That being said, the present invention is a liquid insecticide effective against ants that is comprised of an essential oil emulsified into water to form a stable micro-emulsion, along with an added carboxylate salt. Very briefly, in the absence of emulsifiers, the water and essential oil will, when mixed in appropriate proportions, form either a micellar solution or an oil-in-water emulsion. With the appropriate emulsifier(s) added, the interfacial tension at the interface between the emulsion droplets and the aqueous phase may be reduced to a very low value. This reduction of the interfacial tension results in spontaneous break-up of the emulsion droplets into consecutively smaller and smaller aggregates until the state of a transparent colloidal sized emulsion, that is a "micro-emulsion", is reached. In a micro-emulsion, thermodynamic factors come into balance with varying degrees of stability related to the total free energy of the micro-emulsion. Some of the thermodynamic factors involved in determining the total free energy of the system are (1) particle-particle potential; (2) interfacial tension or free energy (stretching and bending); (3) droplet dispersion entropy; and (4) chemical potential changes upon formation. A thermodynamically stable system is achieved when interfacial tension or free energy is minimized and droplet dispersion entropy is maximized. Thus, the role of emulsifiers in the formation of a stable oil-in-water (o/w) micro-emulsion is to decrease interfacial tension to modify the micro-emulsion structure and increase the number of possible configurations. Generally, an increase in emulsifier concentration results in a wider temperature stability for the liquid (i.e., outside of which the mixture may become cloudy). In simpler terms, a stable micro-emulsion refers to a "thermodynamically stable oil-in-water emulsion" where the oil droplets are so small that light is not refracted and the mixture appears clear. The formation of a stable aqueous micro-emulsion from an essential oil requires the proper selection of emulsifiers, possibly supplemented with other stabilizers such as co-emulsifiers and/or various solvents. Stable micro-emulsions in the art of aqueous fragrance oil emulsions are described in U.S. Pat. Nos. 5,374,614, 6,448,219 and 6,960,625, and are incorporated in their entirety herein. Below is described some of the preferred emulsifiers, stabilizers and solvents that may be used to achieve a stable micro-emulsion for use in the present invention. The present invention may require the use of a mixture of several different emulsifiers and solvents, along with the oil and water, to achieve a stable micro-emulsion. However, depending on the nature of the essential oil and the level to be incorporated, it may be possible to achieve a stable micro-emulsion by simply using one emulsifier, or simply one emulsifier and one solvent to emulsify the oil into the water. Other essential oils may require tricky combinations of several emulsifiers and solvents to achieve stable, clear micro-emulsions, and this is anticipated when varying the sources of a particular essential oil, for example by changing the species of a particular plant genus or moving to an alternative supplier that uses a different purification protocol. Stable micro-emulsions are achievable by judicious choice of emulsifiers that include, but are not limited to, anionic, nonionic or zwitterionic, and cationic materials and/or solvents, and combinations of these materials as necessary for the particular essential oil to be emulsified at the desired efficacious level.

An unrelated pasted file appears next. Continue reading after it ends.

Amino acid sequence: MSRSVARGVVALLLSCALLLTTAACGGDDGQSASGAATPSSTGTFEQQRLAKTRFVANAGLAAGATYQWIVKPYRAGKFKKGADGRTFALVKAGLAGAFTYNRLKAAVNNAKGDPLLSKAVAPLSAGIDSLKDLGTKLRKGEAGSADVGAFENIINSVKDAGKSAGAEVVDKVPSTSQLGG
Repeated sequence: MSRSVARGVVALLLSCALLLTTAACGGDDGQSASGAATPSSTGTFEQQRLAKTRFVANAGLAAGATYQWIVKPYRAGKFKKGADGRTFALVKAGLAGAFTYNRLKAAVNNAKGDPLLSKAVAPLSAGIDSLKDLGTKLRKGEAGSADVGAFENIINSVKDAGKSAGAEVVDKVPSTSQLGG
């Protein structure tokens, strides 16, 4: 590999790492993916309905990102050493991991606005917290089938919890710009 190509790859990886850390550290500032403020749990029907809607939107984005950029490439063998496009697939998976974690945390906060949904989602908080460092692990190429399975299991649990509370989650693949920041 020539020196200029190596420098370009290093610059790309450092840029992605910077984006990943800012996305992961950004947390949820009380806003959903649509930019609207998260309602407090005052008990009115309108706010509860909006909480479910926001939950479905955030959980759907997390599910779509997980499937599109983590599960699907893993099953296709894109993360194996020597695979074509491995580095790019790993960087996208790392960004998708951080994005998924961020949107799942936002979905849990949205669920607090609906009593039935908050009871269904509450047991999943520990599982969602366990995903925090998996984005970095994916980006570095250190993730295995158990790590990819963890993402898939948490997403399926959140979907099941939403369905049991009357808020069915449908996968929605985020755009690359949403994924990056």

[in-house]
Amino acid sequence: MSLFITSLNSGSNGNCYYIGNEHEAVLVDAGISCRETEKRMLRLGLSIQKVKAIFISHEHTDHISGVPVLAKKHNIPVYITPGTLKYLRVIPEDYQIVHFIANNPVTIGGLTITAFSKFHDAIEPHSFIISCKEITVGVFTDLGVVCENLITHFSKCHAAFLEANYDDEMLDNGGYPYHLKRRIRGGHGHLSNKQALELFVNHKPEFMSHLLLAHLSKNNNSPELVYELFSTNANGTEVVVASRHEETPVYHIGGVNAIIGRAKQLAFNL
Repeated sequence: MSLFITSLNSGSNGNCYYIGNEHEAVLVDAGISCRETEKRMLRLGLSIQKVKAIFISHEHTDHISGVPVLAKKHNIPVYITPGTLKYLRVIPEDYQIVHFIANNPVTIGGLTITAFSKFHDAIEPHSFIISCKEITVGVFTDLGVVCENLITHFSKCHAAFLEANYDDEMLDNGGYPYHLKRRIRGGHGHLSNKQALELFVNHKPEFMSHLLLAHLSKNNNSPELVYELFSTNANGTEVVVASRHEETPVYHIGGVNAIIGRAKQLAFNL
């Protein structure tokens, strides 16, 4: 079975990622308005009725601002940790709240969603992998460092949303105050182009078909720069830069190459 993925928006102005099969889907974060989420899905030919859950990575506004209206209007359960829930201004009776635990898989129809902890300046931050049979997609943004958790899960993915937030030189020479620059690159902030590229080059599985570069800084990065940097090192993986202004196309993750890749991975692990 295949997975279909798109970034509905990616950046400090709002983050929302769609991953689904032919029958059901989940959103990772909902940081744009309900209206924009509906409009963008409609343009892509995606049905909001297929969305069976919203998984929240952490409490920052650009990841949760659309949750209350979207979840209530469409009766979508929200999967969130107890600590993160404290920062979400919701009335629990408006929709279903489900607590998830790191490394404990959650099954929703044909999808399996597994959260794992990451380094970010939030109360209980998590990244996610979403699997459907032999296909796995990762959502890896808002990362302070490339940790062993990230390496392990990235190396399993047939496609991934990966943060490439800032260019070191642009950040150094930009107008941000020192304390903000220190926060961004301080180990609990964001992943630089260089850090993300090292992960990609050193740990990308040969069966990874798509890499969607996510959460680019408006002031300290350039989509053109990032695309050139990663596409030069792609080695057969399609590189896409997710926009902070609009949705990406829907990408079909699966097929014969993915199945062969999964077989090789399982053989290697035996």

Additionally, for the purpose of optimizing ant mortality efficacy, an electrolyte is added that is preferably a carboxylate salt, herein referred to generally as a "carboxylate". Thus, the present invention is generally described as minimally comprising essential oil, at least one emulsifier, at least one carboxylate salt, and water, along with additional surfactants, co-emulsifiers and/or solvents to assist with micro-emulsion stability, other preservatives, electrolytes, dyes and fragrances and other adjuvant. The additional surfactants may find use in the present compositions to boost foaming or to aid formation of a more stable and substantive foam, much like the well-known combinations of surfactants used in foaming products ranging from hand dishwashing liquids to agricultural crop markers that require high foam heights and suds stability.
 The Essential Oil